Anne Lamott’s book Bird by Bird mentions writing about events like this that change us. She says, “…there is still something to be said for painting portraits of the people we have loved, for trying to express those moments that seem inexpressibly beautiful, the ones that change us and deepen us.”
Jesse seemed unaware of the anxiety he caused Shelley and me by not getting dressed until two minutes before the school bus arrived. “If I miss the bus,” he said, “you can drive me to school.” Not a good idea. Jesse is happy and the duty parent gets to work late. At the end of a particularly bad week, I said to Shelley, “Nagging him about getting dressed is not how I want to begin my morning. I get upset when he dilly-dallies, I just can’t relax.” Shelley felt the same way, and we agreed to a new rule. “Mama and I have been upset lately about your not being dressed by eight each morning,” I told him. “I want mornings to be a happier time.” I explained that his clothes would be on the sofa each morning and that he couldn’t watch TV or do anything else until he was dressed. He asked, “Can I leave my shoes off until later?” Shoes were often the slowest part.
“No,” I said, “You have to have your shoes on too.”
“But I can always put my shoes on fast.”
“I know. But I’ll be happier if you have your shoes on too. Okay?”
Shortly after this incident, I was taken by a quote by former Boy Scout director Lew Powers in the book How to Raise a Son. Powers said, “Boys want to know three things. One, who’s the boss? Two, what are the rules? And three, are you going to enforce ‘em? To have a strong relationship with a boy, you have to be the boss, and a very kind one. Only set rules that you can enforce, and always enforce them. Then you have the basis for a relationship. From here comes respect and more importantly, trust. Then you can be kind, he’ll listen, and he knows that you are on his side.”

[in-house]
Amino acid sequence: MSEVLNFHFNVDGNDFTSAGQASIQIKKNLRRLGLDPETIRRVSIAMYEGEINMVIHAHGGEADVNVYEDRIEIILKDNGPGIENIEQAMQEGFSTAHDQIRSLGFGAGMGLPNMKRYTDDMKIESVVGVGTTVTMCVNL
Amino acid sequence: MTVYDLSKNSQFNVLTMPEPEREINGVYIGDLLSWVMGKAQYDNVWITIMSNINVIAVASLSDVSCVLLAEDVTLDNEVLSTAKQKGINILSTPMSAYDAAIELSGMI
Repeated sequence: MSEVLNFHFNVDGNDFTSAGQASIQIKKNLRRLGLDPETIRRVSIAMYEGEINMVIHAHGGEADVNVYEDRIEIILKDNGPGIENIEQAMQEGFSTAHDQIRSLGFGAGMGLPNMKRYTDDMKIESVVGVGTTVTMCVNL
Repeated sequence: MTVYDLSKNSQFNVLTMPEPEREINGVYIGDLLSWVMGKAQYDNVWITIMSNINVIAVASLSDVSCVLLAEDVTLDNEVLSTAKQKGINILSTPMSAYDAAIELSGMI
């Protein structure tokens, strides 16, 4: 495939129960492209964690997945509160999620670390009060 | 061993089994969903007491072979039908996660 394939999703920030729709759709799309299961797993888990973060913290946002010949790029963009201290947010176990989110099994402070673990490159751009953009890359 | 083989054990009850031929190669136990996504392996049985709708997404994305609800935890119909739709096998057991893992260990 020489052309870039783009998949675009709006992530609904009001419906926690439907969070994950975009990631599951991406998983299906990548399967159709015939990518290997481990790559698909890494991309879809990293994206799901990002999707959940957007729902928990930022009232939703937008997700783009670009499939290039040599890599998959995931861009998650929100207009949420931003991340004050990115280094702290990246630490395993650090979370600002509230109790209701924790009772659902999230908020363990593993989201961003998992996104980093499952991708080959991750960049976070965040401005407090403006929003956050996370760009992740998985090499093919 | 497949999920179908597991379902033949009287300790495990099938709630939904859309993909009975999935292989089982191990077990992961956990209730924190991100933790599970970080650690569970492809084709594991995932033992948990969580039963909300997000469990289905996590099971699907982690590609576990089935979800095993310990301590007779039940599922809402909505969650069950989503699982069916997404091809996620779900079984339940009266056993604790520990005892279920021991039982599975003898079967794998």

After setting the rules, mornings became less anxious for all of us.
With respect to his anxieties, I wish I’d known how to alleviate his night fears. When the wind blew in the giant pine tree outside his window, he often called for one of us. As I sat on his bed one night, he said, “Are you afraid of the wind?”
I said, “No. In fact, when I was a kid, I used to sleep on the screen porch during summer storms.”
“Are you afraid of anything?”
“Yes. I’m afraid of people with guns and truck drivers who drive on my tail.”
“You could always let the trucks go by.”
“I could. You know, I’m also afraid to die.”
“I’m not afraid to die. There will be so many people I know in heaven when I get there.”
“That’s true, but we’ll have to make the trip alone, and that’s a little scary…like if we sent you alone on the plane to Indiana to visit Grandma and Grandpa.”
“I wouldn’t be afraid then because the airline would have flight attendants to watch me the whole way.”
Shelley says God has angels who act as His flight attendants. I hope she’s right.